Yes, Elections Matter

This week, Republicans took control of the Senate, expanded their hold on the House, and defended some of the most closely contested governors’ races, in a repudiation of President Barack Obama that will reorder the political map in his final years in office. Although all races have not been decided, Republicans in the House are likely to enjoy their biggest majority since the Truman administration. Democratic midterm losses during the Obama presidency now rival those of both Richard M. Nixon in 1974 and Bill Clinton in 1994 as the most destructive to his party’s political standing in Congress in the post-World War II era. It was a stunning reversal for the President, who was the first Democrat since Franklin Roosevelt to twice win a majority of the national vote.

Although the full impact of the election will not be known for some time, we can take a look at who’s in and who’s out for the 114th Congress. Of note, when the new Congress convenes in January, it will be the first to have at least 100 female members. While this is a historic high for women in Congress, it's also far from representative of America's demographics. Women now make up 19 percent of federal legislators -- and 50.8 percent of the entire population. It's still true that women are better represented in Afghanistan's legislature than they are in the United States Congress.

At Headlines, we keep a close eye on two key Congressional committees because of their jurisdiction over many telecommunications issues and oversight of the Federal Communications Commission: the Senate and House Commerce committees. For the past few years, the Senate Commerce Committee has been chaired by Sen. John Rockefeller IV (D-WV). He is retiring in 2015 so did not seek reelection. With Republicans taking over control of the Senate, current committee Ranking Member John Thune (R-SD) is expected to rise to chairman.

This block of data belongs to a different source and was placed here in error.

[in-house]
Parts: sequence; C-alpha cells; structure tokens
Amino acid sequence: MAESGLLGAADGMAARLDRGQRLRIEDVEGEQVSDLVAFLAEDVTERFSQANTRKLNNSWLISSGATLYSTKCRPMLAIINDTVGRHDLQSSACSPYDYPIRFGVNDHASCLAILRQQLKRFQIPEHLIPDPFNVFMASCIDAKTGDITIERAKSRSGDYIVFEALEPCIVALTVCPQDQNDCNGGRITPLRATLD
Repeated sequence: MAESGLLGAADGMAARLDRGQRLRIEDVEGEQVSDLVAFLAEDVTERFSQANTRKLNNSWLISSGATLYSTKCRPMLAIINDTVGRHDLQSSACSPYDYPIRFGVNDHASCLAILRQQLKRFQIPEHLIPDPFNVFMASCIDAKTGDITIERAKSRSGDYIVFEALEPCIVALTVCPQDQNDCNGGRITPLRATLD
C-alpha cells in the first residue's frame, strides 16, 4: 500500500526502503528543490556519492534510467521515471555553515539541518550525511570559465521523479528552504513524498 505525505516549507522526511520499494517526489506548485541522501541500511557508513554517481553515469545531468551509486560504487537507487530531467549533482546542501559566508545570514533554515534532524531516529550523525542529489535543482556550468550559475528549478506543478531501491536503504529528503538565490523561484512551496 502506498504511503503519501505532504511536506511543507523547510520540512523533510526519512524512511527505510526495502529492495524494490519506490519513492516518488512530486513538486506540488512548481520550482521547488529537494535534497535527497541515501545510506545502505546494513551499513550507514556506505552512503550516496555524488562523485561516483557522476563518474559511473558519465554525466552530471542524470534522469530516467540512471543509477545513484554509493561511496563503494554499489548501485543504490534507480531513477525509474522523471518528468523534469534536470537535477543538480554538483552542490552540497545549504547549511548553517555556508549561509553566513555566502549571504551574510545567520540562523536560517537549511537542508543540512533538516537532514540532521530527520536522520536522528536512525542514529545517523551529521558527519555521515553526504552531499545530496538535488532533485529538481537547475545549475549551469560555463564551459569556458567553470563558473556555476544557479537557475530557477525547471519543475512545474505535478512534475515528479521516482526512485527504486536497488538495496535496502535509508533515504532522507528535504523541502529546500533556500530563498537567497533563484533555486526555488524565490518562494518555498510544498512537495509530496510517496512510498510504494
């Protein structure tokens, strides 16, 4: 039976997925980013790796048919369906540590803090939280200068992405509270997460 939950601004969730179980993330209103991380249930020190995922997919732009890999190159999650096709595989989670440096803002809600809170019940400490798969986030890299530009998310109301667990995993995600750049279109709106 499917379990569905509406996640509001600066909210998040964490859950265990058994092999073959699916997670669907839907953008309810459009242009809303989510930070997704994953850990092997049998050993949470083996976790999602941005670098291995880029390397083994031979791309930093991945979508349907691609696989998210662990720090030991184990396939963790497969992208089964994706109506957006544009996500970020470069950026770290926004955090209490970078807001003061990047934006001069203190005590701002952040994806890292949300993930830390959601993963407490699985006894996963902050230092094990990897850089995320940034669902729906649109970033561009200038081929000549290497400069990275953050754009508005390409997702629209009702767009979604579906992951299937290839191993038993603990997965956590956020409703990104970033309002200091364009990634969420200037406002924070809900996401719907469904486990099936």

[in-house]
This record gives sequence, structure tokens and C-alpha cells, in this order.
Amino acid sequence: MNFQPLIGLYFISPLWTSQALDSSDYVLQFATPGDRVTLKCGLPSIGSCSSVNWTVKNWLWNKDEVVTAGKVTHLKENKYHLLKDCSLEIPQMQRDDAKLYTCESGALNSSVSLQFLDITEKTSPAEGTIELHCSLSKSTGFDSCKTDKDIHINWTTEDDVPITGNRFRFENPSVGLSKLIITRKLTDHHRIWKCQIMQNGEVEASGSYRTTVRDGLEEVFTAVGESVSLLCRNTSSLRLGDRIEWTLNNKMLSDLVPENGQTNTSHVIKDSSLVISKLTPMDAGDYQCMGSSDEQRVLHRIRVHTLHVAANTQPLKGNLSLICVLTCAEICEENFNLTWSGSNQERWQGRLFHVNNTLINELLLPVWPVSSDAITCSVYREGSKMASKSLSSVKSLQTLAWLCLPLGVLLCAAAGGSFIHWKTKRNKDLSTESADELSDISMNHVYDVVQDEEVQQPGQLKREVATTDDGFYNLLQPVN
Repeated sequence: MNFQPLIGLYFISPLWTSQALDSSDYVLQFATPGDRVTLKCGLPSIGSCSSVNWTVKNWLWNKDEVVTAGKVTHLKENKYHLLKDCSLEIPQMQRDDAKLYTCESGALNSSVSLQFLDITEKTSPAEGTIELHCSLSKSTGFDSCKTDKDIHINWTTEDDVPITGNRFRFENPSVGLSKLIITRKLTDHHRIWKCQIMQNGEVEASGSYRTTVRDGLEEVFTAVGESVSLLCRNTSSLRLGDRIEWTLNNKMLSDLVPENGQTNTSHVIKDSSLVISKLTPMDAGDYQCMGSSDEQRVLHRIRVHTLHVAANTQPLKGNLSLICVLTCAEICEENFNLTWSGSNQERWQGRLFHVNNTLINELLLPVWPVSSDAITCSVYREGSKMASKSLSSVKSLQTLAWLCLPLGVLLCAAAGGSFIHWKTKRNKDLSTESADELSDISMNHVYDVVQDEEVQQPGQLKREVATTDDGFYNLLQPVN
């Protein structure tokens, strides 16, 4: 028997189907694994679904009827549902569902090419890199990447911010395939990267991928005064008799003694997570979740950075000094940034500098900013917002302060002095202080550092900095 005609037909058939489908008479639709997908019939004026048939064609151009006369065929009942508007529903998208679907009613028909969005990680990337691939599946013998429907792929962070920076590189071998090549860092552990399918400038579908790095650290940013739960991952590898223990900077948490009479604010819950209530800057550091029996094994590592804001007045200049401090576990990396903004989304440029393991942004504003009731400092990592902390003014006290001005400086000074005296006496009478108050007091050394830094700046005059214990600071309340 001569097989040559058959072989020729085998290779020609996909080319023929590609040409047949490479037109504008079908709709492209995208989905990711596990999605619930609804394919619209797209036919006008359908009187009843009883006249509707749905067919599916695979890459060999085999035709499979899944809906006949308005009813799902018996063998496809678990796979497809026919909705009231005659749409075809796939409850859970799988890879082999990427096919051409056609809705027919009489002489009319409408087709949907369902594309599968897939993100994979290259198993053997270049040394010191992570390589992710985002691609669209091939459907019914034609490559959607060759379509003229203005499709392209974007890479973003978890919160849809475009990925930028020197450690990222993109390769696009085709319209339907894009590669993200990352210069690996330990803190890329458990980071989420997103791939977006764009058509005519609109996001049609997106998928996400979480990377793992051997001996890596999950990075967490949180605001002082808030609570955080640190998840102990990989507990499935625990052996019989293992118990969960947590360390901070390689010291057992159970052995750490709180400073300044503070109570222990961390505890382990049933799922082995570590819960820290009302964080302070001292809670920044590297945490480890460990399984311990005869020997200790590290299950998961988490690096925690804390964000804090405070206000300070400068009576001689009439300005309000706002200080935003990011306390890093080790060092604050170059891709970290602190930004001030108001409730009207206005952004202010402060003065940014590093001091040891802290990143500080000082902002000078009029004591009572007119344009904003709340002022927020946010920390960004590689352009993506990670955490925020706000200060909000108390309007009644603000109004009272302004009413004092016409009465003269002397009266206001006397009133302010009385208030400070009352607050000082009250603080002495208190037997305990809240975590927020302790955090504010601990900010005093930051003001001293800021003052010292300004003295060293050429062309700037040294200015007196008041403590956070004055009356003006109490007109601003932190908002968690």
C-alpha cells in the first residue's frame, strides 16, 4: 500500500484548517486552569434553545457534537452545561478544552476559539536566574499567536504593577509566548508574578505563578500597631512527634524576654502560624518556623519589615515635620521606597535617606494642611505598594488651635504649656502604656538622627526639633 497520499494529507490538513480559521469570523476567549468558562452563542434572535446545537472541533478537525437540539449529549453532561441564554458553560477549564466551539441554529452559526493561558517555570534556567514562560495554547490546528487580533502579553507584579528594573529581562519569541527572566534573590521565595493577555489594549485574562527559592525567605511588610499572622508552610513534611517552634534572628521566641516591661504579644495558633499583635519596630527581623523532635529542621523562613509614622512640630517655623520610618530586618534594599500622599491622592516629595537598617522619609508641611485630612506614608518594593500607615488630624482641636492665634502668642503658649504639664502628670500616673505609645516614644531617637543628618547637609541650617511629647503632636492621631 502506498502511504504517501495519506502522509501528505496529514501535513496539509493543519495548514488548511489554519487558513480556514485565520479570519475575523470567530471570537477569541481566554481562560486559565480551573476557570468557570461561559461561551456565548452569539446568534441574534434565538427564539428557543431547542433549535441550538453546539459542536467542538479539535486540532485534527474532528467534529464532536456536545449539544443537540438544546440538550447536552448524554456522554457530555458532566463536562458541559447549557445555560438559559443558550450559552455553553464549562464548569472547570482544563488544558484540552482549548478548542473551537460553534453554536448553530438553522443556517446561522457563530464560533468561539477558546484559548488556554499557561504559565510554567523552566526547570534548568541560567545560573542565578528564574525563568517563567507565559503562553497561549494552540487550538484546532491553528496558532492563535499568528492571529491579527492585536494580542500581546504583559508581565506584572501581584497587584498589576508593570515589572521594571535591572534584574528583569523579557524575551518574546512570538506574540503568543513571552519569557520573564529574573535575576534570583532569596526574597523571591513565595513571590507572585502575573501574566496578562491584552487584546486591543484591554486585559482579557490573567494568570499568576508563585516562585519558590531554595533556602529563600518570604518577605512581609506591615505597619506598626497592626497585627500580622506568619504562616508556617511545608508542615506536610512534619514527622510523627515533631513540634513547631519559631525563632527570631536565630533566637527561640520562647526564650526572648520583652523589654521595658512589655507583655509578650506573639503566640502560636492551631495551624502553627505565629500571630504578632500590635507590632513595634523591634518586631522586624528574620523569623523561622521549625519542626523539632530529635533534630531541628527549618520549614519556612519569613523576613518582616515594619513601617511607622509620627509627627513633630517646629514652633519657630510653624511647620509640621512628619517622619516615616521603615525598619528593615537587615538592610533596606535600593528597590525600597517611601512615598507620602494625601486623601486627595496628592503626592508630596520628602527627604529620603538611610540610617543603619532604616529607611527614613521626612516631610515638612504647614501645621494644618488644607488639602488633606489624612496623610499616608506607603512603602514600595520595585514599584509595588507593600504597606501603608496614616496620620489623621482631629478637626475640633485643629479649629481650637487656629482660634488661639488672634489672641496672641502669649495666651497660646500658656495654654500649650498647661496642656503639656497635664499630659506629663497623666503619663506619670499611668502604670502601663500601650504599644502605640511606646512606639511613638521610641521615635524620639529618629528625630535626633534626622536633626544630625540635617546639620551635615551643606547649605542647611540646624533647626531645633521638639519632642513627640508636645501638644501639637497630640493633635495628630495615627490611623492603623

Politico’s Tony Romm believes Sen. Thune will facilitate work on a host of Republican priorities like rewriting telecommunications laws and scrutinizing government agencies like the FCC. The Senator used a June speech to outline his hope that the chamber in 2015 would follow the House Commerce Committee and its leader, Chairman Fred Upton (R-MI), and consider “what a Communications Act update might look like.” This fall, Sen. Thune toured Silicon Valley and held meetings with companies like Google, Facebook and Twitter -- tech giants he will soon oversee -- in part to discuss tax reform. A Thune spokesman indicated his priorities will include: 1) monitoring the FCC's spectrum auctions; 2) rethinking cable transmission rules; and 3) addressing patent court battles.

In his new leadership post, Sen. Thune may actually take a more middle-of-the-road approach to telecommunications issues than his House counterparts, including as he looks to update the Communications Act, according to Public Knowledge Senior Vice President Harold Feld. Feld pointed to a statement Sen. Thune issued in June that applauded the FCC for bringing penalties against telephone companies that failed to abide by rural call completion rules. Sen. Thune also called for more intervention on the issue. Messaging like that indicates that Sen. Thune has a more moderate tone on some telecom topics, especially those that affect his rural constituents, Feld said.